Can't shake the bug
But poetry is chicken soup for the soul
Welcome to The Chief Brief. A weekly spotlight on global, diverse and innovative female leaders, and the news influencing them to change the world.
The Chief Brief (still in a format testing mode) is my first step in a passion project to build a globally connected community of women leaders. Email me if you have an amazing story to share, or you/someone you know is doing fabulous things. The community should be in the know! And if you enjoy reading the brief, please spread the word!
Can’t shake the bug this week
I’ve spent the past week hiding under a duvet, drinking soups, self-isolating and finally taking a Covid test. Had I been struck down by this new more contagious U.K. variant? It’s topic du jour in Lockdown London, since (till this morning) the only other thing we had to moan about, was the rain. It is finally snowing as I write this! Last evening, I got my answer - I still felt awful, but my Covid test was negative.
It should’ve made me breathe a sigh of relief. But, the new variant has exposed the U.K. government’s recovery plan (or lack of) and side-lined the multitude other issues facing the economy. It threatens to keep London and all of the UK in lockdown till the summer. Combined with the fallout of Brexit, that means troubled times ahead for people and the real economy. But London’s not alone. Across Europe, cities are grappling with the crisis, and some are preparing for emerging from it. Ghent wants to be ready to welcome conferences, Athens has a survival plan for the arts, while Bamburg is organising rickshaw rides for the elderly.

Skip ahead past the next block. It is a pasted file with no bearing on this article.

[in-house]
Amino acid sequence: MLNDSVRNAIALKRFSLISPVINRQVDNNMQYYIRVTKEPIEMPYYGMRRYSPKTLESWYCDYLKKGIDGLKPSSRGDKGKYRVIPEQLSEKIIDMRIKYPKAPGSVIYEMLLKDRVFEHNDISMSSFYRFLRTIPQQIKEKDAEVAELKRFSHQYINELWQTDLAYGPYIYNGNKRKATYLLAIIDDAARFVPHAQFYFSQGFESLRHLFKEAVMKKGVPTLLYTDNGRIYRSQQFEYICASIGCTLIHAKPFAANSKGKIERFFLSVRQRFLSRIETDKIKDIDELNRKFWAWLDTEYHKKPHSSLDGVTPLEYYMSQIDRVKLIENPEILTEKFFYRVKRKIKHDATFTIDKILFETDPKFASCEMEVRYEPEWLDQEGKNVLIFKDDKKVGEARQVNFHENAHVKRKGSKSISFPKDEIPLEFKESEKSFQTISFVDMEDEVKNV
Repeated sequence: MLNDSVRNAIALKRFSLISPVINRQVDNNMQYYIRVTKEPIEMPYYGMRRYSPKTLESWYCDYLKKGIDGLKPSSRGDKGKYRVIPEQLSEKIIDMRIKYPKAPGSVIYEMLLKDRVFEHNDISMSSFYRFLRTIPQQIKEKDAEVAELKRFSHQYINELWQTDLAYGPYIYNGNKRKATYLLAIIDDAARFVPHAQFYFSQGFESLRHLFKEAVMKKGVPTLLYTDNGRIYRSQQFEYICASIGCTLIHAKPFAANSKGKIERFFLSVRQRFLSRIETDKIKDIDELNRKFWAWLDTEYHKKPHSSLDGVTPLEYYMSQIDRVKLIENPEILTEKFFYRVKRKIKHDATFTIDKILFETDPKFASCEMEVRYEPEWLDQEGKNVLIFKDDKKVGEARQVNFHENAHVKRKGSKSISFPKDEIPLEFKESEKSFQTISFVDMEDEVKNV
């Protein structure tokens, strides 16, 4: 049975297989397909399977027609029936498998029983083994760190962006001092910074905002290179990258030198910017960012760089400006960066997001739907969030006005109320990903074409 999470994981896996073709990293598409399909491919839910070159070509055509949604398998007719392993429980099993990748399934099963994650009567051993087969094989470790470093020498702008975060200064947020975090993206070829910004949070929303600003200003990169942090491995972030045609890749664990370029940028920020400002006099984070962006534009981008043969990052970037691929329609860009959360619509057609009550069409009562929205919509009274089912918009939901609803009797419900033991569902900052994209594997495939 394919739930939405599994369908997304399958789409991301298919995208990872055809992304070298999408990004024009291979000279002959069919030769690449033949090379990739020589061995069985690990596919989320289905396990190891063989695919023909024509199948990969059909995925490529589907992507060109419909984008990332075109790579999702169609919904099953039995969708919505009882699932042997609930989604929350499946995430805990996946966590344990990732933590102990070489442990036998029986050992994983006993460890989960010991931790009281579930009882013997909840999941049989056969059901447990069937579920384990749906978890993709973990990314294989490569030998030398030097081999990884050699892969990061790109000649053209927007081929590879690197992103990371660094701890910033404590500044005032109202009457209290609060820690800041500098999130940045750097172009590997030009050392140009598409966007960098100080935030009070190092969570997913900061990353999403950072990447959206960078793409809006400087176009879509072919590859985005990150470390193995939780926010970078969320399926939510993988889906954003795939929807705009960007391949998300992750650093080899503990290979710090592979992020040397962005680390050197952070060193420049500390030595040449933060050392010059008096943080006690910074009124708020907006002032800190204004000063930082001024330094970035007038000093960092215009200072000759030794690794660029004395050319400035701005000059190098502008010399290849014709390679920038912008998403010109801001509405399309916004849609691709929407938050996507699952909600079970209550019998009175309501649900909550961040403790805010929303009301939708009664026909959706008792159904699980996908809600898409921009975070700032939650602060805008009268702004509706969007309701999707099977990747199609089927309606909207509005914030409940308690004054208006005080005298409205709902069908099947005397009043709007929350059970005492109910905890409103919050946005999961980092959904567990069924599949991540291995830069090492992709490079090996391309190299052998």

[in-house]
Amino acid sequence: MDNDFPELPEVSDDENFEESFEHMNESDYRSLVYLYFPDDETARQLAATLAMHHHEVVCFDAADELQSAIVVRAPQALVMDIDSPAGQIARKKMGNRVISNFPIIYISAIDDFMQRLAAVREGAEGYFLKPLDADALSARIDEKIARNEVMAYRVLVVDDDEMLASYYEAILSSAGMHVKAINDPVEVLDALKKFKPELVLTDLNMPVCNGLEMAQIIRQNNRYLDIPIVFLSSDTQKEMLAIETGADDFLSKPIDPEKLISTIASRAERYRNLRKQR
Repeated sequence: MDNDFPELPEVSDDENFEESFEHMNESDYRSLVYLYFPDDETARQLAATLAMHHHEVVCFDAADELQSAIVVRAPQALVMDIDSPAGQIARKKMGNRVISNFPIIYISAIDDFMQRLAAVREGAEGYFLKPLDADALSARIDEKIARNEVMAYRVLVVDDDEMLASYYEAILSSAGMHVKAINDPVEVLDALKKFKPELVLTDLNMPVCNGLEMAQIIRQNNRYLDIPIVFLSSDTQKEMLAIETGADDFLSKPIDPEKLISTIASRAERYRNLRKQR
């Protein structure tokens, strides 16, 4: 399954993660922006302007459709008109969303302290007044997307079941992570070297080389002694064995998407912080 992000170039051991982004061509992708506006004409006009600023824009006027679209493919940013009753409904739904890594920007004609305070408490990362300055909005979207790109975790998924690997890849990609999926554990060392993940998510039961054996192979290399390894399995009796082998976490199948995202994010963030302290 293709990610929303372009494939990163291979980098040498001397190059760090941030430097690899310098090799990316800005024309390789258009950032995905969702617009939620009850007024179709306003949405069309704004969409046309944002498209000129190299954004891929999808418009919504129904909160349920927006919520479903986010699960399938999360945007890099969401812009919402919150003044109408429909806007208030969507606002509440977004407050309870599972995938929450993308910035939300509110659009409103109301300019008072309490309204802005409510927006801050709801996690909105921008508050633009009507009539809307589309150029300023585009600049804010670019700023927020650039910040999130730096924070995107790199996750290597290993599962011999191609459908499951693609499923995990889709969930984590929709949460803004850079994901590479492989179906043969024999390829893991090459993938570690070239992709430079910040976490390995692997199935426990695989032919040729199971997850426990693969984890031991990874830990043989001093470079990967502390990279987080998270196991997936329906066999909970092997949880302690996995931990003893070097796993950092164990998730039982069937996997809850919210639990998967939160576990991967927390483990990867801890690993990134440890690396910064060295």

Around the globe cities, towns and villages are banking on the vaccine allowing us to return to normal. Well, the new normal anyway. The global shortage though makes it clear; the future is tenuous at the most. No one has manufactured mRNA vaccines at these volumes before. Raw materials they need like polymerases (a type of enzyme, that convert DNA to mRNA), or a rare substance called vaccinia capping enzyme and others like it are all in short supply. As are skilled manufacturing personnel. To make the numbers we need worldwide, we’re going to need some corporate magic, to add to the scientific magic we’ve already seen. It’s a good thing we have some alternatives to mRNA vaccines from AstraZenca and now hopefully from J&J. These can’t come online soon enough. The shamans and priests in the developed and developing worlds are running out of fake potions to offer. And the leaders who insist on being their brand ambassadors keep testing positive . (Stories from The Telegraph, Eurocities, Scientific American, CNN & BBC)